If Chrome for Android users visit a site where they enter passwords, Chrome will isolate that site from all the other tabs in a separate Android process, keeping the user’s data safe from Spectre-like attacks, Google said today.
Furthermore, Site Isolation, which has been available for desktop users since July 2018, has also been expanded for Windows, Mac, Linux, and Chrome OS users, which now receive protection against more attacks than the original Meltdown and Spectre vulnerabilities.
What is Site Isolation?
Site Isolation is a Chrome security feature that Google started developing as a way to isolate each website from one another, so malicious code running on one site/tab couldn’t steal data from other websites/tabs.
Site Isolation was developed to act as a second layer of protection on top of Same Origin Policy (SOP), a browser feature that prevents websites from accessing each other’s data.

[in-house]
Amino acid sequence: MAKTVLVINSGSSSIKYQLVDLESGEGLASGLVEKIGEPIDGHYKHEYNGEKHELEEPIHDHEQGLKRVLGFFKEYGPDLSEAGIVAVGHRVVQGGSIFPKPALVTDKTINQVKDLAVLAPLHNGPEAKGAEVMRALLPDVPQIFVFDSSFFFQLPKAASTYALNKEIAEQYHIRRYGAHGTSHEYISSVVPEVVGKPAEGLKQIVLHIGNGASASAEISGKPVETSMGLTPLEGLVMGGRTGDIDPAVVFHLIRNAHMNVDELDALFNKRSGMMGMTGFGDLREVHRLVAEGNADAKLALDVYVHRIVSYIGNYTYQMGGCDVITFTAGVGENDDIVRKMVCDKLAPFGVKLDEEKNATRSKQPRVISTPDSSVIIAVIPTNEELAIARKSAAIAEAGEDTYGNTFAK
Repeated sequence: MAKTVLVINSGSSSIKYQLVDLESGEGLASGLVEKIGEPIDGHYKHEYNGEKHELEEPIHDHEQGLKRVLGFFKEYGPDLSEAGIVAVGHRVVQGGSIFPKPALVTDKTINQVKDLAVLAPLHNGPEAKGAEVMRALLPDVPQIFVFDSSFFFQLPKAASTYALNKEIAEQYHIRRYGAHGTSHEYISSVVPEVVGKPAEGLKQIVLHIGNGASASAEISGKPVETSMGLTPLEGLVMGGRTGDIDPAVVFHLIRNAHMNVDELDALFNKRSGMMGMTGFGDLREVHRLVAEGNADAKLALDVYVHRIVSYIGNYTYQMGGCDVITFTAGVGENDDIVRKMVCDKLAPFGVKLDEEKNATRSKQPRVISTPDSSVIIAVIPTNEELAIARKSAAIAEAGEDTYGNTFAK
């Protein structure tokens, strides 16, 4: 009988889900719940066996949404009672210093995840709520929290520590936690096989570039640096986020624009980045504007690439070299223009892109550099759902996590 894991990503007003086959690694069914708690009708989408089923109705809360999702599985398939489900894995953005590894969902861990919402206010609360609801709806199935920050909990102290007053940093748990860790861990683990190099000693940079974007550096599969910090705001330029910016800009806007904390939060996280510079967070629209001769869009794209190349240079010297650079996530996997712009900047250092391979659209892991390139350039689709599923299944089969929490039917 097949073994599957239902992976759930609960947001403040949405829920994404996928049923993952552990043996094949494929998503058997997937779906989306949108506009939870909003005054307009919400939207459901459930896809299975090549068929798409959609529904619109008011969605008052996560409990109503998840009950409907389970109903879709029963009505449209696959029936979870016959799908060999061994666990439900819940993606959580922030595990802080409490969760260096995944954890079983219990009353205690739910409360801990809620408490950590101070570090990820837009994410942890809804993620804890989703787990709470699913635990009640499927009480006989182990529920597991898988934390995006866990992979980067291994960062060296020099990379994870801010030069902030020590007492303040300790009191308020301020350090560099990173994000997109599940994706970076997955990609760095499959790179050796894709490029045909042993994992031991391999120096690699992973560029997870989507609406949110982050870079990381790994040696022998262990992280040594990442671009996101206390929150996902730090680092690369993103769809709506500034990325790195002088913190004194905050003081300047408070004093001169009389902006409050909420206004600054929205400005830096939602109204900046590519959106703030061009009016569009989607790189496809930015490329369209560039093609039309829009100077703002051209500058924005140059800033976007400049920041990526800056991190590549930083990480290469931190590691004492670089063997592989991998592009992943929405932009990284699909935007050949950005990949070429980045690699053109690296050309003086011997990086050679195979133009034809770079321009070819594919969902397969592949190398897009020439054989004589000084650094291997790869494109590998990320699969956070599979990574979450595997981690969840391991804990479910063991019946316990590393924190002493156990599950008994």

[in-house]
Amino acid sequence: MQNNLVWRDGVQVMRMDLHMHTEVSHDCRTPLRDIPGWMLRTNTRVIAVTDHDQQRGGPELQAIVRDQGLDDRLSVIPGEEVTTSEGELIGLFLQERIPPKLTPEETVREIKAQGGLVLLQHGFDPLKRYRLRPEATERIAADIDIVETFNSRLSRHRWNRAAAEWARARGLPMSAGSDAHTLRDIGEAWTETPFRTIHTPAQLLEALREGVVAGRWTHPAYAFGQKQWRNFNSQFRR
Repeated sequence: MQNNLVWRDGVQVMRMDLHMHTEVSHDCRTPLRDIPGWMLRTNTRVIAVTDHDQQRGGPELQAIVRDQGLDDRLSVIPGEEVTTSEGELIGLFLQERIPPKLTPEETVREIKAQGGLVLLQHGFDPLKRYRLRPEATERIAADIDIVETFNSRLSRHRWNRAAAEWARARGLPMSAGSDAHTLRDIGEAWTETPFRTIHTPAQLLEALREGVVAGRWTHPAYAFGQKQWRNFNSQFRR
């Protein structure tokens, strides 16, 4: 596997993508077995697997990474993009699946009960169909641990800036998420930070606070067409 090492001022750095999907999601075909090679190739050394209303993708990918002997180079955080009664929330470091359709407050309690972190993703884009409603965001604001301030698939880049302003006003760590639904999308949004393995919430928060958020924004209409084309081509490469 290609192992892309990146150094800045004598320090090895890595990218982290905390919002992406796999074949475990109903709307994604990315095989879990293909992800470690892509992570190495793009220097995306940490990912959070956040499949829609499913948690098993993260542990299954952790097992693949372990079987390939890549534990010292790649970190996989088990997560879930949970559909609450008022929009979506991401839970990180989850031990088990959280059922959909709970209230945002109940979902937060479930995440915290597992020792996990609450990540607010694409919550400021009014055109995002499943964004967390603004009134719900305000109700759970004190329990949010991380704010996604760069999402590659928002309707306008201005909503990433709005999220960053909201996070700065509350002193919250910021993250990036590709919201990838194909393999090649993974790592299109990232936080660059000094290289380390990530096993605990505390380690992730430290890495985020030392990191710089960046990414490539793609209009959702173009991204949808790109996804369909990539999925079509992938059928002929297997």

Google developed Site Isolation because browser bugs often allowed sites to jump the SOP barrier and steal user data stored in the browser, created by other sites.
Site Isolation to roll out for some android users
The first of these is that Site Isolation is now available for some Android users. Google said earlier this week that it enabled Site Isolation for 99% of the Chrome Android user base that has a smartphone with 2GB or more of RAM.
On these devices, when users visit a site where they enter passwords, Chrome will spin that site into its own process, to protect the site and the user’s data from Spectre-like malicious code running on other sites.
Protection against more attacks
But while Site Isolation is taking its first steps on smartphones, the feature is expanding on desktops. According to Google, starting with Chrome 77 released last month, Site Isolation on desktops can protect users against more exploit types than the original support for side-channel attacks.